It's fair to say Donald Trump and Amazon CEO Jeff Bezos aren't on the best terms.
Trump has often attacked Bezos for using his Washington Post ownership to keep taxes low on Amazon and keep it free of antitrust allegations. He famously said, "If I become president, oh, do they have problems."
Bezos, meanwhile, called out Trump for his accusations of mainstream media bias, saying he's "eroding our democracy" and suggesting Trump take a trip to space instead.
Now that Trump will become the next US president, Bezos and the companies he owns — Amazon and The Washington Post specifically — may have to brace themselves.
These are the areas that could face increased scrutiny under Trump's presidency:
Trump seems to believe that Bezos' ownership of The Washington Post — owned by Bezos himself, not Amazon — is somehow helping Amazon keep its taxes low.
He once called Amazon a "big tax shelter" and suggested Bezos is using The Post's unprofitable business as a means for tax deduction on Amazon. He also said Amazon is getting away with "murder" because Bezos is using The Washington Post's influence to keep politicians away from taxing the company properly.
It's unclear what actions Trump would take to prove his case, but it's not hard to see him threatening to put more pressure on Bezos and Amazon by asking the IRS to increase its scrutiny.
Bezos "bought this paper for practically nothing, and he's using that as a tool for political power, against me and against other people, and I'll tell you what, we can't let him get away with it," Trump said in an interview with Fox News in May.
Amazon paid $273 million in income taxes in 2015. The company historically has had very little profit and only about $14 billion in cash, a small amount compared with other companies of its size.
On the other hand, if anything, Trump's proposed tax policy could help Amazon. Trump plans to lower the business tax rate from 35% to 15%, and cut the tax rate on income held overseas from 35% to 10%.
Trump once claimed Bezos has a "huge antitrust problem."
"What he's got is a monopoly, and he wants to make sure I don't get in," Trump said in May.
It's true that Amazon controls a big chunk of the online retail and cloud computing market, but making a case for antitrust could prove difficult for Trump.
Antitrust laws clearly state that their main goal is to protect consumers from unfair price hikes because of the lack of competition. But Amazon is all about offering low prices and putting customers first in its business. Amazon also owns a 15% share of total US retail and a 20% share in e-commerce — hardly anywhere near a monopoly.
Amazon could raise prices in the future, but its history suggests that's unlikely. Amazon continuously offers discounts and big sales days, while its cloud service, Amazon Web Services, is the driving force of an industrywide price war, even after offering 52 price cuts so far.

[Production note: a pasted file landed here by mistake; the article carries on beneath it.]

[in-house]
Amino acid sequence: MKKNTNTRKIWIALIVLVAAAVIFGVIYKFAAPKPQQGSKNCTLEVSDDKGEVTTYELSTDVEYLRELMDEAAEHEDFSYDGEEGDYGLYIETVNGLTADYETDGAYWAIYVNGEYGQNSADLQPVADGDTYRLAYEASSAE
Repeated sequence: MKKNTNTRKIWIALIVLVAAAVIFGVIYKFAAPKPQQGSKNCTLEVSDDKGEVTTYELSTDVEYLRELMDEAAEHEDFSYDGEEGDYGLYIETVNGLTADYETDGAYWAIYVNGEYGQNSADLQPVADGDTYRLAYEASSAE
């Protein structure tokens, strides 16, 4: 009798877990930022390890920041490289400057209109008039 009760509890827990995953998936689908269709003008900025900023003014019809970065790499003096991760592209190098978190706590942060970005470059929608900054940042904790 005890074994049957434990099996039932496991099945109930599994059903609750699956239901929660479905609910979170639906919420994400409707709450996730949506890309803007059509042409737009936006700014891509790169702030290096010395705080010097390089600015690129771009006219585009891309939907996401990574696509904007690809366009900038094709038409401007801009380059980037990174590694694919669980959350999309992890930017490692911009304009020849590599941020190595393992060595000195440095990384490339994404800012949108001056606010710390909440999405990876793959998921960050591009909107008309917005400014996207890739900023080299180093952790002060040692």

The Washington Post
Perhaps Trump's biggest concern seems to be Bezos' ownership of The Washington Post. He seems to believe Bezos exerted influence over the paper's editorial voice to reduce Trump's chances of winning the presidency. In the run-up to the election, The Post broke a number ofstories that tainted Trump's image.
Bezos has repeatedly disputed this claim and said he is not involved in the editorial process. He has also criticized Trump for not welcoming more media scrutiny.
"An appropriate thing for a presidential candidate to do is say, 'I am running for the highest office in the world, please scrutinize me,' Bezos said in October. "That's not what we've seen. To try and chill the media and threaten retribution and retaliation, which is what he's done in a number of cases, it just isn't appropriate," Bezos said.
We don't know what Trump would do to The Washington Post, but the publication has a long history as a political watchdog, so this is an area to watch.
Amazon's stock is down 2.6% as of Wednesday afternoon, but it appears most investors believe Amazon won't be much affected by Trump, largely because it's still growing fast with a lot of long-term growth potential.
"The drivers of Amazon's business are broad — secular growth trends in online retail, cloud computing, and media distribution — that it wouldn't seem to me to be at risk unless the government specifically began to regulate those industries with impediments to growth, which seems unlikely," Colin Sebastian, an analyst at Baird Equity Research, told Business Insider.
Neil Doshi, an analyst at Mizuho, also said he remains bullish on Amazon because its market share is "far from displaying monopolistic characteristics," and growth remains strong.
"We remain buyers of Amazon's stock given its growing market share of retail dollars shifting online, strong flywheels around its core business, and continued strength and profitability coming from its AWS cloud segment," Doshi wrote.
Amazon's representative wasn't immediately available for comment.